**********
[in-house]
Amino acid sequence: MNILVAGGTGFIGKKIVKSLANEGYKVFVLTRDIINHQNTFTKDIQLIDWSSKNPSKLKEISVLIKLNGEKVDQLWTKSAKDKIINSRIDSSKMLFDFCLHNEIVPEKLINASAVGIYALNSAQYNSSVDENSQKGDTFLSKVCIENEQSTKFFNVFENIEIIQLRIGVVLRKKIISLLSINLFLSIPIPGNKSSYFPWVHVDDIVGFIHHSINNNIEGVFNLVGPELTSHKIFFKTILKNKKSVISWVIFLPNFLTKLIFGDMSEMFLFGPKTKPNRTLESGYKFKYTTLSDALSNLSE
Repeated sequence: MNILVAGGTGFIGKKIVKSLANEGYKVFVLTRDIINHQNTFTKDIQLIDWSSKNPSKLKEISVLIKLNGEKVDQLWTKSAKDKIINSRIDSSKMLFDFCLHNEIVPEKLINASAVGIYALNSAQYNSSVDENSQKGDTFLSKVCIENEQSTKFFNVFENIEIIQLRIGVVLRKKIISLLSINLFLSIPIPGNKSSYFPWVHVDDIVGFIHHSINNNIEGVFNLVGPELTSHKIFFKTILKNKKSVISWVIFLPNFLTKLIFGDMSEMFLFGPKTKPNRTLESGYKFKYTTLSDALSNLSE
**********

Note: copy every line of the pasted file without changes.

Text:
[in-house]
Amino acid sequence: MNILVAGGTGFIGKKIVKSLANEGYKVFVLTRDIINHQNTFTKDIQLIDWSSKNPSKLKEISVLIKLNGEKVDQLWTKSAKDKIINSRIDSSKMLFDFCLHNEIVPEKLINASAVGIYALNSAQYNSSVDENSQKGDTFLSKVCIENEQSTKFFNVFENIEIIQLRIGVVLRKKIISLLSINLFLSIPIPGNKSSYFPWVHVDDIVGFIHHSINNNIEGVFNLVGPELTSHKIFFKTILKNKKSVISWVIFLPNFLTKLIFGDMSEMFLFGPKTKPNRTLESGYKFKYTTLSDALSNLSE
Repeated sequence: MNILVAGGTGFIGKKIVKSLANEGYKVFVLTRDIINHQNTFTKDIQLIDWSSKNPSKLKEISVLIKLNGEKVDQLWTKSAKDKIINSRIDSSKMLFDFCLHNEIVPEKLINASAVGIYALNSAQYNSSVDENSQKGDTFLSKVCIENEQSTKFFNVFENIEIIQLRIGVVLRKKIISLLSINLFLSIPIPGNKSSYFPWVHVDDIVGFIHHSINNNIEGVFNLVGPELTSHKIFFKTILKNKKSVISWVIFLPNFLTKLIFGDMSEMFLFGPKTKPNRTLESGYKFKYTTLSDALSNLSE